At least yesterday, I was more civil than usual. Normally where I might be hostile to other people for apparently trying to get me to act in their self-interest, I thought, “Well, I don’t have to agree with her. If she’s trying to persuade me to a certain action or viewpoint I can merely recognize it—I don’t have to battle it.” I wondered if my ego seems less at stake now.

Just as some seemingly-negative things have stood out more to me lately, moments where I feel overwhelmingly positive have increased also. Noticing the small details of things, such as the stitching in the lampshade next to me, can be enough to amaze me and make me smile. It’s interesting that as my perspective broadens I become more attentive to tiny things. I wrote yesterday, “For a moment, I feel blessed with abundance and love.” Tear-jerking, darling.

And I’ve also been more of a smart aleck than usual in my writing! Pretty fabulous, eh? So much so that my attempts at humor are failing now.


It’s been at least a bit easier to contend with my subjective experience. Perhaps that’s not the clearest way to put it (heh). What I mean is that, instead of having to logically think word for word about something, I’m more content to simply let thoughts arise on their own and go minimally-processed. I wrote, “To make a decision I laid down for a moment, cleared my mind, and let the thought arise.”  


What does the Belief Mean to me?

I feel that I can keep this section short, but… We’ll see.

On Day 1 I wrote, “It makes sense to me now that this belief is key to being a lightworker. If you want to make a quantum leap to the side of love this belief is crucial.” In Belief Experimentation, I wrote, “Love is based on the collective interest, so it can be called subjective or subject-based self-interest. It focuses on elevating collective consciousness and is thus dedicated to the service of self and others together.”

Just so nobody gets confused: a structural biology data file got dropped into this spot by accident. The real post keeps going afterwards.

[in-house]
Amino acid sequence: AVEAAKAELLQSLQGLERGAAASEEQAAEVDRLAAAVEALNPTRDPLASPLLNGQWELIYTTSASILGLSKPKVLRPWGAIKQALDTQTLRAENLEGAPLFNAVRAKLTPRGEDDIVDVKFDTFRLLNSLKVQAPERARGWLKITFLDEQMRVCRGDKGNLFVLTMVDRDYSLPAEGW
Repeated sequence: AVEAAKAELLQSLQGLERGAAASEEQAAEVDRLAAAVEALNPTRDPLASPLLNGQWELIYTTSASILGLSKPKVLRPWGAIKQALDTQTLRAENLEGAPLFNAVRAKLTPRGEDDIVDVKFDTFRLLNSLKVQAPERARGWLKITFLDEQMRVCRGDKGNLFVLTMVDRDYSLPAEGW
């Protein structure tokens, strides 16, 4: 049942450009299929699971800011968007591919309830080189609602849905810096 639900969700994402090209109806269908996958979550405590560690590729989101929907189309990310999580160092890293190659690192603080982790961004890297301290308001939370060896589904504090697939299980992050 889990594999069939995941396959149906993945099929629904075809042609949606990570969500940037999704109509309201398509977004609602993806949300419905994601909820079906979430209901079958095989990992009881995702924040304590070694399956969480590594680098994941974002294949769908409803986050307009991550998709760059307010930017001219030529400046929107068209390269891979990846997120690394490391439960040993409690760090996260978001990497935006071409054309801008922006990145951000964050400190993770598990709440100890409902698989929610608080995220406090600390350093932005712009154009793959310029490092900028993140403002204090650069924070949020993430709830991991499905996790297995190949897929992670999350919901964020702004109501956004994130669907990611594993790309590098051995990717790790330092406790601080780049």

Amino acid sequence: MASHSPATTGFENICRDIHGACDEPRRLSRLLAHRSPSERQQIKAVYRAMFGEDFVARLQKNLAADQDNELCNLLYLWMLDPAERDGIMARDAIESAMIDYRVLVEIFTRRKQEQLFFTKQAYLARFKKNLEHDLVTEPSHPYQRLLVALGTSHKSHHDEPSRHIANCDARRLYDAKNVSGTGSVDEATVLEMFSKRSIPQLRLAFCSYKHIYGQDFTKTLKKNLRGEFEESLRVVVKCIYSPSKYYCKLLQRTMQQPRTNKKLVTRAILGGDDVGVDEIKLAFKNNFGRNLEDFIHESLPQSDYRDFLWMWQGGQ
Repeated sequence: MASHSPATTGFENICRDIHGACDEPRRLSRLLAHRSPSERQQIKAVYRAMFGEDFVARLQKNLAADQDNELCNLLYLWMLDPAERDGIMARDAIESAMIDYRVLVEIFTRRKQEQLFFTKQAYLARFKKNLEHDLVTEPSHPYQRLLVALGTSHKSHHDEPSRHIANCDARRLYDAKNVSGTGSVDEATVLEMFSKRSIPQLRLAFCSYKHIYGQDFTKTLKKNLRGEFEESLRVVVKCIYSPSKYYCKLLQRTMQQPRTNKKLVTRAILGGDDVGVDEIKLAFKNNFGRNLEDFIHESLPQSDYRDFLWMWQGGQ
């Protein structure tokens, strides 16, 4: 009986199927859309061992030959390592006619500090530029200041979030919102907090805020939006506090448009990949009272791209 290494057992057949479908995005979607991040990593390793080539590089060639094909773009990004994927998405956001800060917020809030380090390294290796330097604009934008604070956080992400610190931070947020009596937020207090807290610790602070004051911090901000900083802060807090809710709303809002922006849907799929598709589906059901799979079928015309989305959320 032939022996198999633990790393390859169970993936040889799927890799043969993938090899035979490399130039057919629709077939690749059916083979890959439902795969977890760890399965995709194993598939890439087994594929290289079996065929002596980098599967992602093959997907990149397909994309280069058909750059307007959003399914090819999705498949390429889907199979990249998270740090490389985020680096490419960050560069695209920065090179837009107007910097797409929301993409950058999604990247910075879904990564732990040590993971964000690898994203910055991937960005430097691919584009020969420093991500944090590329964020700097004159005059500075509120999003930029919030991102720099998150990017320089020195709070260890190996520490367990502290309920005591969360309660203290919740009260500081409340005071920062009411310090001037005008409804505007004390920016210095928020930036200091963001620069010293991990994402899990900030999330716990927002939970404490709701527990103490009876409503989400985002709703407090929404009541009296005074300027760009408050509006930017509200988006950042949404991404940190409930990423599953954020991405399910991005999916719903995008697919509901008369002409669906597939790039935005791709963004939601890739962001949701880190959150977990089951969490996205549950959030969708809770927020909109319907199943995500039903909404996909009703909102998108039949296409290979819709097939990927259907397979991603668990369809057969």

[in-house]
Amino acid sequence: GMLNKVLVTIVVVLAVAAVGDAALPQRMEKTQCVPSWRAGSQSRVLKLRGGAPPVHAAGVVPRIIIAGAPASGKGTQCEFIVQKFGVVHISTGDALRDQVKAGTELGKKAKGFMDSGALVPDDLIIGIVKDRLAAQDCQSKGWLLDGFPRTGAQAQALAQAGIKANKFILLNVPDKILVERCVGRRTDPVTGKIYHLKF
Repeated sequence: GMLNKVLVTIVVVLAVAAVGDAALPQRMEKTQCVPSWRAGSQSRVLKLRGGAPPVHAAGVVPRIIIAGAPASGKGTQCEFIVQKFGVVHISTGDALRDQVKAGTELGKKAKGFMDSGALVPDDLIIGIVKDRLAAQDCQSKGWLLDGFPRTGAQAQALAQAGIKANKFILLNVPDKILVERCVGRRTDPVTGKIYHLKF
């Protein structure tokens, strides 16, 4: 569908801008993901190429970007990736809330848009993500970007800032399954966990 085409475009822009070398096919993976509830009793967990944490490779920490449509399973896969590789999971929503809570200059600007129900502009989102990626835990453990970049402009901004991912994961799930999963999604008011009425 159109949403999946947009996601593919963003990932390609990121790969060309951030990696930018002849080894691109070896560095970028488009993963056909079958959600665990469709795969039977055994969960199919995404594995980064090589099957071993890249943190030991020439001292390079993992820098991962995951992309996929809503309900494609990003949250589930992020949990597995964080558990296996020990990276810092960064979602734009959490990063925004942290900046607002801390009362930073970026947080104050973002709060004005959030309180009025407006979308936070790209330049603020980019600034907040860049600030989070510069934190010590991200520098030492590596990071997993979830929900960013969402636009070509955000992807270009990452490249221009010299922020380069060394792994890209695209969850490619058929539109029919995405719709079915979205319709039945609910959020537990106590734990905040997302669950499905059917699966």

It does indeed make sense that feeling more secure (which logically follows from this belief) would allow someone to experience and express general feelings of love more.

When you feel insecure you are concerned primarily with your immortality (and the possible meaninglessness of existence that may follow), and are thus trying to protect yourself.

But when there is a meaning to your life that entails contributing to and existing in some entity that is beyond your physical form that life becomes more fun and curious than brutish, and you will more readily dedicate yourself to exploration and to love.

I suspect that at the logical end of this belief and similar others I hold there is boundless joy. Interestingly (and perhaps obviously), it seems that I can use these beliefs to contend with the thoughts, feelings, and behaviors I have which defy these beliefs. In this way beliefs are self-perpetuating.

I know what you’re thinking—that sounds powerful, yet dangerous. Isn’t that just silly ol’ belief confirmation? Shouldn’t I constantly be looking to test my beliefs?

No fear, my dear—just because I claim to have a belief doesn’t mean that I will never examine it again. It is through experiments such as these that I put beliefs to the test. My hope is that I will try on perspectives from which I can challenge my current belief system, though first I would like to test, potentially strengthen, and expand that belief system from the inside.

On that note, I will next take on a belief which is more low-level, seemingly selfish, and likely irritating to the socially conditioned perspective: money has no power.

And I’ll just throw out there that I entertained the idea of taking on a bear’s perspective for two days, but decided it would not be in the interest of society. Perhaps another creature will be more socially fitting. Hm…